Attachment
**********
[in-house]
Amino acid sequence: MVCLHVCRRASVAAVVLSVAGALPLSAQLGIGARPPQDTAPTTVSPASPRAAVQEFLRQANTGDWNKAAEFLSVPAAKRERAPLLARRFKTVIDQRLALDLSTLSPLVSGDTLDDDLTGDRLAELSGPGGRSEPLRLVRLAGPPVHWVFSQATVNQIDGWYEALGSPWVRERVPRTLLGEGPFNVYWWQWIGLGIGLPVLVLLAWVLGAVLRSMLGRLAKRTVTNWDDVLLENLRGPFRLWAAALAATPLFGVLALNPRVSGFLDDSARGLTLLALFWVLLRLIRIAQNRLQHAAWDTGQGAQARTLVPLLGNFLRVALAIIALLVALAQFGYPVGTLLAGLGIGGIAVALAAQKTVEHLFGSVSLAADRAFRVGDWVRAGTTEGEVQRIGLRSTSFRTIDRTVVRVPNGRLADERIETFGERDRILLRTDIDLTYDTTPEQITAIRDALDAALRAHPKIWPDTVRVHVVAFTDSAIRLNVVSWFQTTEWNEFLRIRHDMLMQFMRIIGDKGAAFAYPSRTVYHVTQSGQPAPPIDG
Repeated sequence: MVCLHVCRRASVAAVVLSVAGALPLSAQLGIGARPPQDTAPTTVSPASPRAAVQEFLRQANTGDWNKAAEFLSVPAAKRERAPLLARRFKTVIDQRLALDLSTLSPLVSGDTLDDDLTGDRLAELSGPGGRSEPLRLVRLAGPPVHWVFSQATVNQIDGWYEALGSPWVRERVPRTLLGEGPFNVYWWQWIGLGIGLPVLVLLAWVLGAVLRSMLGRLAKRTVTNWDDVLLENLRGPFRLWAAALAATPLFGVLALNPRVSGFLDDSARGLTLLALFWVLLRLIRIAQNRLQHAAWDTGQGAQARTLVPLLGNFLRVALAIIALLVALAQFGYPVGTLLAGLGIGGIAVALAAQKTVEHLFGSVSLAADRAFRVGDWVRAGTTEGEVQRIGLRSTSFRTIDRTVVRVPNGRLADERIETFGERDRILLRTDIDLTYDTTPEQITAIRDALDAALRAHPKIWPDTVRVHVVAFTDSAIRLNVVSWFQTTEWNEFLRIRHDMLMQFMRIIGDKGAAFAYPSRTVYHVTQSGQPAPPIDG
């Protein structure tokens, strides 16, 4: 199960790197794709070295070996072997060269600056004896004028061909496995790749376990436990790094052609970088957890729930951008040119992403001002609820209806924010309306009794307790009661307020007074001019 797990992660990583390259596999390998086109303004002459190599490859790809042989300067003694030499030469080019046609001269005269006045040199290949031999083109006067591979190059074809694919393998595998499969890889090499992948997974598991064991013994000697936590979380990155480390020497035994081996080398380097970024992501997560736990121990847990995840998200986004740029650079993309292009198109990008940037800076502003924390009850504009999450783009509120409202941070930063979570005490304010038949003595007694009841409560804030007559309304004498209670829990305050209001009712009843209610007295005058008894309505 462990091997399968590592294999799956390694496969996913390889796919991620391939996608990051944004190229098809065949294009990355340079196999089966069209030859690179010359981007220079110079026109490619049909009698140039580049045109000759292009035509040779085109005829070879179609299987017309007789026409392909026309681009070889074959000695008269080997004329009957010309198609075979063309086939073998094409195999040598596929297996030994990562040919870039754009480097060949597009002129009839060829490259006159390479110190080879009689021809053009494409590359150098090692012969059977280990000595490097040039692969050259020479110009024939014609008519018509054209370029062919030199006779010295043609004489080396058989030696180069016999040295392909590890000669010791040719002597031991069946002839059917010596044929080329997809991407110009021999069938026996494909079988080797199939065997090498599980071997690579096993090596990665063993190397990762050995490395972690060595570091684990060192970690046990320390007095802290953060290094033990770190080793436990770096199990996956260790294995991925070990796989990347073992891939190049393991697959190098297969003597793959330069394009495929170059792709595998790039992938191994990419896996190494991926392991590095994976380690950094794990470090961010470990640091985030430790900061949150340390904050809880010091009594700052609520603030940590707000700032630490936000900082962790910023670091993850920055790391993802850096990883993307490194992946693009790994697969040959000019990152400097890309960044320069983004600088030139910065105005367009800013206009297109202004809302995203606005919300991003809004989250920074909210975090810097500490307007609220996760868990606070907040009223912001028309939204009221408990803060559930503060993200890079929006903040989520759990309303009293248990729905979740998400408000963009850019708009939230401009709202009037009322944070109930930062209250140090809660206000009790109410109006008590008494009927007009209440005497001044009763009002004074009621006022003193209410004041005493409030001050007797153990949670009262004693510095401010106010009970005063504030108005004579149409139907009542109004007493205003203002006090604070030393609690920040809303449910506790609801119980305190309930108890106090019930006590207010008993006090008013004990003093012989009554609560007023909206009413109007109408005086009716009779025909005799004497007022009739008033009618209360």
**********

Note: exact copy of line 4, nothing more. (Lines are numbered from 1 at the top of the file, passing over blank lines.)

């Protein structure tokens, strides 16, 4: 199960790197794709070295070996072997060269600056004896004028061909496995790749376990436990790094052609970088957890729930951008040119992403001002609820209806924010309306009794307790009661307020007074001019 797990992660990583390259596999390998086109303004002459190599490859790809042989300067003694030499030469080019046609001269005269006045040199290949031999083109006067591979190059074809694919393998595998499969890889090499992948997974598991064991013994000697936590979380990155480390020497035994081996080398380097970024992501997560736990121990847990995840998200986004740029650079993309292009198109990008940037800076502003924390009850504009999450783009509120409202941070930063979570005490304010038949003595007694009841409560804030007559309304004498209670829990305050209001009712009843209610007295005058008894309505 462990091997399968590592294999799956390694496969996913390889796919991620391939996608990051944004190229098809065949294009990355340079196999089966069209030859690179010359981007220079110079026109490619049909009698140039580049045109000759292009035509040779085109005829070879179609299987017309007789026409392909026309681009070889074959000695008269080997004329009957010309198609075979063309086939073998094409195999040598596929297996030994990562040919870039754009480097060949597009002129009839060829490259006159390479110190080879009689021809053009494409590359150098090692012969059977280990000595490097040039692969050259020479110009024939014609008519018509054209370029062919030199006779010295043609004489080396058989030696180069016999040295392909590890000669010791040719002597031991069946002839059917010596044929080329997809991407110009021999069938026996494909079988080797199939065997090498599980071997690579096993090596990665063993190397990762050995490395972690060595570091684990060192970690046990320390007095802290953060290094033990770190080793436990770096199990996956260790294995991925070990796989990347073992891939190049393991697959190098297969003597793959330069394009495929170059792709595998790039992938191994990419896996190494991926392991590095994976380690950094794990470090961010470990640091985030430790900061949150340390904050809880010091009594700052609520603030940590707000700032630490936000900082962790910023670091993850920055790391993802850096990883993307490194992946693009790994697969040959000019990152400097890309960044320069983004600088030139910065105005367009800013206009297109202004809302995203606005919300991003809004989250920074909210975090810097500490307007609220996760868990606070907040009223912001028309939204009221408990803060559930503060993200890079929006903040989520759990309303009293248990729905979740998400408000963009850019708009939230401009709202009037009322944070109930930062209250140090809660206000009790109410109006008590008494009927007009209440005497001044009763009002004074009621006022003193209410004041005493409030001050007797153990949670009262004693510095401010106010009970005063504030108005004579149409139907009542109004007493205003203002006090604070030393609690920040809303449910506790609801119980305190309930108890106090019930006590207010008993006090008013004990003093012989009554609560007023909206009413109007109408005086009716009779025909005799004497007022009739008033009618209360």